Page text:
Today, Thuy and I spent about 3 hours with the Dean and Vice-dean of the Special Education Department at Ho Chi Minh City University. HCMC University has one of the largest education degree programs in the country and offers undergraduate diplomas in special education. Thuan An is affiliated with the university, providing courses and mentorships to aspiring teachers of the deaf and hard-of-hearing.
Our program was well-received by both heads. They see a real need for more of this advanced type of training to give teachers of the deaf and hard-of-hearing a deeper insight than any domestic university curriculum has been able to provide. Our meeting was a positive first step towards collaboration. They said they would love to see our program become a 3-year initiative that could serve as an extension of the university at Thuan An. I, of course, loved that idea as well, but we need the funding to make it happen.
There was a university student taking notes during our meeting. After we wrapped up, I asked her how classes were going and she said “they have us working as hard as a buffalo!” I soon learned that the water buffalo is the equivalent to our work horse. So, instead of saying they have us working “as hard as a horse”, they say “as hard as a buffalo”. How fun is that?!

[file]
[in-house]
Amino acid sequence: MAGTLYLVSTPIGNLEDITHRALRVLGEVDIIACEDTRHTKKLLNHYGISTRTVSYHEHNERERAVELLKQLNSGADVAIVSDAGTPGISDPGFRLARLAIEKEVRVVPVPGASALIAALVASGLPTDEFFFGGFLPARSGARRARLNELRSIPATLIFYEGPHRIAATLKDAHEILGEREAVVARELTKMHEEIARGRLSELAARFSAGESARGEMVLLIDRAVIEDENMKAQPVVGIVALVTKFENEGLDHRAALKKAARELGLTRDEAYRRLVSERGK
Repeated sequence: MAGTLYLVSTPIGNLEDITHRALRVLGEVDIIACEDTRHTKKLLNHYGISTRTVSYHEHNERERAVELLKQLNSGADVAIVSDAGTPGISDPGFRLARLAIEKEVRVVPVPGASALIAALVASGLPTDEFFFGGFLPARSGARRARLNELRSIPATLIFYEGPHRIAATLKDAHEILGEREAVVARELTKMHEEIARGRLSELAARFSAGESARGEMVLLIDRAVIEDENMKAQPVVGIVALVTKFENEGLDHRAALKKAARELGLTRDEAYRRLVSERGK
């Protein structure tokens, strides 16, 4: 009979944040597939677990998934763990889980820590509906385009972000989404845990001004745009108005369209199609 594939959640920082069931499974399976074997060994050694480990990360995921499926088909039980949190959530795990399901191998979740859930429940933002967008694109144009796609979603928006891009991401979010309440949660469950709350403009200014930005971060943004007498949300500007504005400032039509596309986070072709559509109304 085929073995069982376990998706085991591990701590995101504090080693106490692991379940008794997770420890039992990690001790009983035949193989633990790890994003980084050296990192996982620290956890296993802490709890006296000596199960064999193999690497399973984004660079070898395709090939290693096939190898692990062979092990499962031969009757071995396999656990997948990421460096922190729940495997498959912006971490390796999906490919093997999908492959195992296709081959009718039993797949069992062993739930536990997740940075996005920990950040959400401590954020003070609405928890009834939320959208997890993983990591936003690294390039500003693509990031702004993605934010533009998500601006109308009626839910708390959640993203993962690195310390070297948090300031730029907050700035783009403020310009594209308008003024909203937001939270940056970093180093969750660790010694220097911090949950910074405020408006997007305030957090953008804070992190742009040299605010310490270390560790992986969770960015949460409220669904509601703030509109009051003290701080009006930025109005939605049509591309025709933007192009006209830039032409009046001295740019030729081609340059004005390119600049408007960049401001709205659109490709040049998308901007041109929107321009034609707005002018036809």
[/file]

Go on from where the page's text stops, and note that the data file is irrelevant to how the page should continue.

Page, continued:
I have been learning a lot about Vietnamese language development in children and how hearing-impaired children are taught to overcome the challenges that come along with the tonal aspects of their language. For instance, several Vietnamese words have multiple meanings depending on their intonation. The word comes off the lips in the same way each time, but with different tones. That poses difficulty for a hearing-impaired child who relies on lip-reading and can’t hear the intonation. To remedy this, teachers help these children think about the larger context of the sentence and which of the word variations makes the most sense for that particular sentence. So, for example, the word “ma” can have six different meanings depending on the intonation. In the sentence “My horse is in the barn” the child is trained to recognize that horse is the best “ma” word that fits in the sentence, and hence is the word that has just been said. Of course, this teaching strategy isn’t always foolproof, and teachers stress that more approaches to help with intonations in language is needed.